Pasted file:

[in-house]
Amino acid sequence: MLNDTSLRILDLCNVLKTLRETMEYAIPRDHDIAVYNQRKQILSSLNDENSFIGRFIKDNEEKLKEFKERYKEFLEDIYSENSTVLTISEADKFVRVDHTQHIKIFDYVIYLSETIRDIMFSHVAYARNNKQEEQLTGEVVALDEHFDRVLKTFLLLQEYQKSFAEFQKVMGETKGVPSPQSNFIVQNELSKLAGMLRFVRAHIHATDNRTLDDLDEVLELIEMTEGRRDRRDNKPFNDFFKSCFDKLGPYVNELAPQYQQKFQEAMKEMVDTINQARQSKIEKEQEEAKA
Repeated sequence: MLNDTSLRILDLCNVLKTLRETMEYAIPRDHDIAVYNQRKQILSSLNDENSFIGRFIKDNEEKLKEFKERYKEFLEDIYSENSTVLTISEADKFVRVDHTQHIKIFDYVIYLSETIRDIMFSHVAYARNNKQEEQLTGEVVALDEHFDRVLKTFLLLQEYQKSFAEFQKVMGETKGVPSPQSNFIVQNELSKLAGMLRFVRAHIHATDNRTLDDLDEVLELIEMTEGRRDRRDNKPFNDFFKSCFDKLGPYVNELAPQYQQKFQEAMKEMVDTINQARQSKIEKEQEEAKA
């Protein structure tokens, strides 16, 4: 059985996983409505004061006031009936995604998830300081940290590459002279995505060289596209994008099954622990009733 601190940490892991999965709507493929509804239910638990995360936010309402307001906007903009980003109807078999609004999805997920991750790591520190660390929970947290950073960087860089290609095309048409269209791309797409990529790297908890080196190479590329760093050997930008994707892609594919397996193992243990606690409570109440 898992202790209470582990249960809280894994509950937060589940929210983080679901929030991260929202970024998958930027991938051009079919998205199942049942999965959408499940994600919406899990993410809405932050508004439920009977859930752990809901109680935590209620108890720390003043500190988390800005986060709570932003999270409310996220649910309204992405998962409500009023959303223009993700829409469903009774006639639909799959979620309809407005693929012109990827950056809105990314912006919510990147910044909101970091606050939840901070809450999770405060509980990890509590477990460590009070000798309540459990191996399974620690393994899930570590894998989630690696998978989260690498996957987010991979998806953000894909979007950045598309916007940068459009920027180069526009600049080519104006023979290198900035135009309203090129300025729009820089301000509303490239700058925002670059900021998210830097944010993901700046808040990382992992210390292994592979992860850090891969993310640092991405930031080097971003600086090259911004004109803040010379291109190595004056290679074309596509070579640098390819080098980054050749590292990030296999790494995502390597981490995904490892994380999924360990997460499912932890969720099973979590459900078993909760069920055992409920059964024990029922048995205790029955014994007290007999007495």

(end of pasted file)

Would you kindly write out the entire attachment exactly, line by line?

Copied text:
[in-house]
Amino acid sequence: MLNDTSLRILDLCNVLKTLRETMEYAIPRDHDIAVYNQRKQILSSLNDENSFIGRFIKDNEEKLKEFKERYKEFLEDIYSENSTVLTISEADKFVRVDHTQHIKIFDYVIYLSETIRDIMFSHVAYARNNKQEEQLTGEVVALDEHFDRVLKTFLLLQEYQKSFAEFQKVMGETKGVPSPQSNFIVQNELSKLAGMLRFVRAHIHATDNRTLDDLDEVLELIEMTEGRRDRRDNKPFNDFFKSCFDKLGPYVNELAPQYQQKFQEAMKEMVDTINQARQSKIEKEQEEAKA
Repeated sequence: MLNDTSLRILDLCNVLKTLRETMEYAIPRDHDIAVYNQRKQILSSLNDENSFIGRFIKDNEEKLKEFKERYKEFLEDIYSENSTVLTISEADKFVRVDHTQHIKIFDYVIYLSETIRDIMFSHVAYARNNKQEEQLTGEVVALDEHFDRVLKTFLLLQEYQKSFAEFQKVMGETKGVPSPQSNFIVQNELSKLAGMLRFVRAHIHATDNRTLDDLDEVLELIEMTEGRRDRRDNKPFNDFFKSCFDKLGPYVNELAPQYQQKFQEAMKEMVDTINQARQSKIEKEQEEAKA
């Protein structure tokens, strides 16, 4: 059985996983409505004061006031009936995604998830300081940290590459002279995505060289596209994008099954622990009733 601190940490892991999965709507493929509804239910638990995360936010309402307001906007903009980003109807078999609004999805997920991750790591520190660390929970947290950073960087860089290609095309048409269209791309797409990529790297908890080196190479590329760093050997930008994707892609594919397996193992243990606690409570109440 898992202790209470582990249960809280894994509950937060589940929210983080679901929030991260929202970024998958930027991938051009079919998205199942049942999965959408499940994600919406899990993410809405932050508004439920009977859930752990809901109680935590209620108890720390003043500190988390800005986060709570932003999270409310996220649910309204992405998962409500009023959303223009993700829409469903009774006639639909799959979620309809407005693929012109990827950056809105990314912006919510990147910044909101970091606050939840901070809450999770405060509980990890509590477990460590009070000798309540459990191996399974620690393994899930570590894998989630690696998978989260690498996957987010991979998806953000894909979007950045598309916007940068459009920027180069526009600049080519104006023979290198900035135009309203090129300025729009820089301000509303490239700058925002670059900021998210830097944010993901700046808040990382992992210390292994592979992860850090891969993310640092991405930031080097971003600086090259911004004109803040010379291109190595004056290679074309596509070579640098390819080098980054050749590292990030296999790494995502390597981490995904490892994380999924360990997460499912932890969720099973979590459900078993909760069920055992409920059964024990029922048995205790029955014994007290007999007495």